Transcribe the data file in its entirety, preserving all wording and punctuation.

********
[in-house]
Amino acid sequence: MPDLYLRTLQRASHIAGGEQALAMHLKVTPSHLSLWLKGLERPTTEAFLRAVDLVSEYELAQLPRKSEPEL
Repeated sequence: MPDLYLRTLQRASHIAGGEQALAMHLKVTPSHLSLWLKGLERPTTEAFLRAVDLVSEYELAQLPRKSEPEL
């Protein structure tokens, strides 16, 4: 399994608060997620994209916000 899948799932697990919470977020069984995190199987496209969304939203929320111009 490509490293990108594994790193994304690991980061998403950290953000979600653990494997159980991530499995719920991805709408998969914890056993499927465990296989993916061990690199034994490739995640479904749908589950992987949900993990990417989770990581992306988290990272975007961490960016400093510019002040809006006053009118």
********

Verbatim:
[in-house]
Amino acid sequence: MPDLYLRTLQRASHIAGGEQALAMHLKVTPSHLSLWLKGLERPTTEAFLRAVDLVSEYELAQLPRKSEPEL
Repeated sequence: MPDLYLRTLQRASHIAGGEQALAMHLKVTPSHLSLWLKGLERPTTEAFLRAVDLVSEYELAQLPRKSEPEL
């Protein structure tokens, strides 16, 4: 399994608060997620994209916000 899948799932697990919470977020069984995190199987496209969304939203929320111009 490509490293990108594994790193994304690991980061998403950290953000979600653990494997159980991530499995719920991805709408998969914890056993499927465990296989993916061990690199034994490739995640479904749908589950992987949900993990990417989770990581992306988290990272975007961490960016400093510019002040809006006053009118």